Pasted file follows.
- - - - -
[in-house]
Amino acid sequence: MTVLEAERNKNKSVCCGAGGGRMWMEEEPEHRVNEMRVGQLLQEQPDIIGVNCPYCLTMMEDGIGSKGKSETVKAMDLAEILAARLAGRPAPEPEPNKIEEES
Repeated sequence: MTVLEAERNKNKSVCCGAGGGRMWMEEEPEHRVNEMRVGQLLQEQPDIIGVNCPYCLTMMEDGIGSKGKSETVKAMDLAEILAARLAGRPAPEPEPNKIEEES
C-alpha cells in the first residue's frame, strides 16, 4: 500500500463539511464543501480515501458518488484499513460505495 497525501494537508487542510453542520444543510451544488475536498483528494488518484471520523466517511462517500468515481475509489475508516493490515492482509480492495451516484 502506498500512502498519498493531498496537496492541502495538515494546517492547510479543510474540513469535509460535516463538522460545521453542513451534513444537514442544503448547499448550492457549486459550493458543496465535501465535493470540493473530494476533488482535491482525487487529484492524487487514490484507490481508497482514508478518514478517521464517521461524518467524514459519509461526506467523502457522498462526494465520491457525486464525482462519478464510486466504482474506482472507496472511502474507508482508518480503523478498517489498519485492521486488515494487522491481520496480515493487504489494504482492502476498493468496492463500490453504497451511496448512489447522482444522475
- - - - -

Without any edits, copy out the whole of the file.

[in-house]
Amino acid sequence: MTVLEAERNKNKSVCCGAGGGRMWMEEEPEHRVNEMRVGQLLQEQPDIIGVNCPYCLTMMEDGIGSKGKSETVKAMDLAEILAARLAGRPAPEPEPNKIEEES
Repeated sequence: MTVLEAERNKNKSVCCGAGGGRMWMEEEPEHRVNEMRVGQLLQEQPDIIGVNCPYCLTMMEDGIGSKGKSETVKAMDLAEILAARLAGRPAPEPEPNKIEEES
C-alpha cells in the first residue's frame, strides 16, 4: 500500500463539511464543501480515501458518488484499513460505495 497525501494537508487542510453542520444543510451544488475536498483528494488518484471520523466517511462517500468515481475509489475508516493490515492482509480492495451516484 502506498500512502498519498493531498496537496492541502495538515494546517492547510479543510474540513469535509460535516463538522460545521453542513451534513444537514442544503448547499448550492457549486459550493458543496465535501465535493470540493473530494476533488482535491482525487487529484492524487487514490484507490481508497482514508478518514478517521464517521461524518467524514459519509461526506467523502457522498462526494465520491457525486464525482462519478464510486466504482474506482472507496472511502474507508482508518480503523478498517489498519485492521486488515494487522491481520496480515493487504489494504482492502476498493468496492463500490453504497451511496448512489447522482444522475